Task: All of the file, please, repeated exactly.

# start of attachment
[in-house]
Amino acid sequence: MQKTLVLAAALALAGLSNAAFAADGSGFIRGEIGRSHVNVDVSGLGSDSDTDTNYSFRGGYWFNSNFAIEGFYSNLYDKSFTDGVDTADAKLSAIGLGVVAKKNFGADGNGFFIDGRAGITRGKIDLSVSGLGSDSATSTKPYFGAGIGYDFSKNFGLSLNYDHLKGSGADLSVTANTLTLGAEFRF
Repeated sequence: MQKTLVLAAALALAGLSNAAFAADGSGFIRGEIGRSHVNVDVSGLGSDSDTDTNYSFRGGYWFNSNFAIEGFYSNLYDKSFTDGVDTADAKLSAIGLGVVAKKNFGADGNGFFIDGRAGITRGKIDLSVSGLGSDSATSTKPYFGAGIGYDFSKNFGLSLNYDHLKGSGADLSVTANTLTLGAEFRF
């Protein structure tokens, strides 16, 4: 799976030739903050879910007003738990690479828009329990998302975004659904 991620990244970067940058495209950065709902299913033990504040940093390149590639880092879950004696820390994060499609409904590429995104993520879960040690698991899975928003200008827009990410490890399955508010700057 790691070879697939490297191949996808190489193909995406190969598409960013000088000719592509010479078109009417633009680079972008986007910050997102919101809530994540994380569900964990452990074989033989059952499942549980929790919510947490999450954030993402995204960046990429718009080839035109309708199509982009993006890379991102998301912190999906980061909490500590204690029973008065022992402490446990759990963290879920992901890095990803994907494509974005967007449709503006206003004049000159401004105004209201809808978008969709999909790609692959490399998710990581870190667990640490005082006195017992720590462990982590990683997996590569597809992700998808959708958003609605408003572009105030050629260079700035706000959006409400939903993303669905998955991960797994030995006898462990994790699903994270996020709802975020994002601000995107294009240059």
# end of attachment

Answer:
[in-house]
Amino acid sequence: MQKTLVLAAALALAGLSNAAFAADGSGFIRGEIGRSHVNVDVSGLGSDSDTDTNYSFRGGYWFNSNFAIEGFYSNLYDKSFTDGVDTADAKLSAIGLGVVAKKNFGADGNGFFIDGRAGITRGKIDLSVSGLGSDSATSTKPYFGAGIGYDFSKNFGLSLNYDHLKGSGADLSVTANTLTLGAEFRF
Repeated sequence: MQKTLVLAAALALAGLSNAAFAADGSGFIRGEIGRSHVNVDVSGLGSDSDTDTNYSFRGGYWFNSNFAIEGFYSNLYDKSFTDGVDTADAKLSAIGLGVVAKKNFGADGNGFFIDGRAGITRGKIDLSVSGLGSDSATSTKPYFGAGIGYDFSKNFGLSLNYDHLKGSGADLSVTANTLTLGAEFRF
């Protein structure tokens, strides 16, 4: 799976030739903050879910007003738990690479828009329990998302975004659904 991620990244970067940058495209950065709902299913033990504040940093390149590639880092879950004696820390994060499609409904590429995104993520879960040690698991899975928003200008827009990410490890399955508010700057 790691070879697939490297191949996808190489193909995406190969598409960013000088000719592509010479078109009417633009680079972008986007910050997102919101809530994540994380569900964990452990074989033989059952499942549980929790919510947490999450954030993402995204960046990429718009080839035109309708199509982009993006890379991102998301912190999906980061909490500590204690029973008065022992402490446990759990963290879920992901890095990803994907494509974005967007449709503006206003004049000159401004105004209201809808978008969709999909790609692959490399998710990581870190667990640490005082006195017992720590462990982590990683997996590569597809992700998808959708958003609605408003572009105030050629260079700035706000959006409400939903993303669905998955991960797994030995006898462990994790699903994270996020709802975020994002601000995107294009240059």